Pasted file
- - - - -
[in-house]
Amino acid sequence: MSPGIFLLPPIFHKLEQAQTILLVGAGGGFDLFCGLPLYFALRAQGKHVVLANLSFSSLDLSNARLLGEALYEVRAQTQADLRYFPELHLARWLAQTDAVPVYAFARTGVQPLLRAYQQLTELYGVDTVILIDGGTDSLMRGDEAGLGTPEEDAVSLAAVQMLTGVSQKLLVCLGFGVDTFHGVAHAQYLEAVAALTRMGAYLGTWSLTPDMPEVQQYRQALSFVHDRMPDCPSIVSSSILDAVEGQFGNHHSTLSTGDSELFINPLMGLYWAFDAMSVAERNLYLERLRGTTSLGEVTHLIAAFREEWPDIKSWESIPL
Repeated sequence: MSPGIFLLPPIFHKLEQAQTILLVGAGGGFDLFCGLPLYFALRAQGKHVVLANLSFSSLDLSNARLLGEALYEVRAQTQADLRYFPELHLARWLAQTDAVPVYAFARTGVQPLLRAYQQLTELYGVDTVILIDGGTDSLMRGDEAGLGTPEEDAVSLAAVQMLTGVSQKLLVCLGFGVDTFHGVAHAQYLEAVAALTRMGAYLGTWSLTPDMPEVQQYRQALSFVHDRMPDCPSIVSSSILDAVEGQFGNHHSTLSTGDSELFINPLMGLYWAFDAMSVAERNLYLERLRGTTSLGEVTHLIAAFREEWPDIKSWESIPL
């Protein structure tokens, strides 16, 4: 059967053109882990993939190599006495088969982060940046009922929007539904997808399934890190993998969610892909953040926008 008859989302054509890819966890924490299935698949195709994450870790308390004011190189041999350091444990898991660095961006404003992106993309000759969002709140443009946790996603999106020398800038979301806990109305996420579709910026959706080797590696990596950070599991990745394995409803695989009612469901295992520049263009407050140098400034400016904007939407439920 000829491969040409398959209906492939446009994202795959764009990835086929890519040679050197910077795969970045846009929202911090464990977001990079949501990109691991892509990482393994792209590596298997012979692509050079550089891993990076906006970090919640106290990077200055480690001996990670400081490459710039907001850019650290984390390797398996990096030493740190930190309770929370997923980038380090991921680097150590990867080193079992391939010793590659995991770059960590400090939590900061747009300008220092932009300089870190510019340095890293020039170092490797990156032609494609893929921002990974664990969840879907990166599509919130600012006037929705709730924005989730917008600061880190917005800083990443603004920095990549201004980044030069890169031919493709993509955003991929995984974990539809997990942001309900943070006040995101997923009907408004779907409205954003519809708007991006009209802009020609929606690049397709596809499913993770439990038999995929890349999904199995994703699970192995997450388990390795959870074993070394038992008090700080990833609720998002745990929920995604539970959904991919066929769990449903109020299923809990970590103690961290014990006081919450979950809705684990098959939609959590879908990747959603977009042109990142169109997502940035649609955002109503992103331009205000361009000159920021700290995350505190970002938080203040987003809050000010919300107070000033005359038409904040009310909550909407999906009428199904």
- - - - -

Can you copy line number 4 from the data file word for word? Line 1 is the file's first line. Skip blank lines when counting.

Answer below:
């Protein structure tokens, strides 16, 4: 059967053109882990993939190599006495088969982060940046009922929007539904997808399934890190993998969610892909953040926008 008859989302054509890819966890924490299935698949195709994450870790308390004011190189041999350091444990898991660095961006404003992106993309000759969002709140443009946790996603999106020398800038979301806990109305996420579709910026959706080797590696990596950070599991990745394995409803695989009612469901295992520049263009407050140098400034400016904007939407439920 000829491969040409398959209906492939446009994202795959764009990835086929890519040679050197910077795969970045846009929202911090464990977001990079949501990109691991892509990482393994792209590596298997012979692509050079550089891993990076906006970090919640106290990077200055480690001996990670400081490459710039907001850019650290984390390797398996990096030493740190930190309770929370997923980038380090991921680097150590990867080193079992391939010793590659995991770059960590400090939590900061747009300008220092932009300089870190510019340095890293020039170092490797990156032609494609893929921002990974664990969840879907990166599509919130600012006037929705709730924005989730917008600061880190917005800083990443603004920095990549201004980044030069890169031919493709993509955003991929995984974990539809997990942001309900943070006040995101997923009907408004779907409205954003519809708007991006009209802009020609929606690049397709596809499913993770439990038999995929890349999904199995994703699970192995997450388990390795959870074993070394038992008090700080990833609720998002745990929920995604539970959904991919066929769990449903109020299923809990970590103690961290014990006081919450979950809705684990098959939609959590879908990747959603977009042109990142169109997502940035649609955002109503992103331009205000361009000159920021700290995350505190970002938080203040987003809050000010919300107070000033005359038409904040009310909550909407999906009428199904």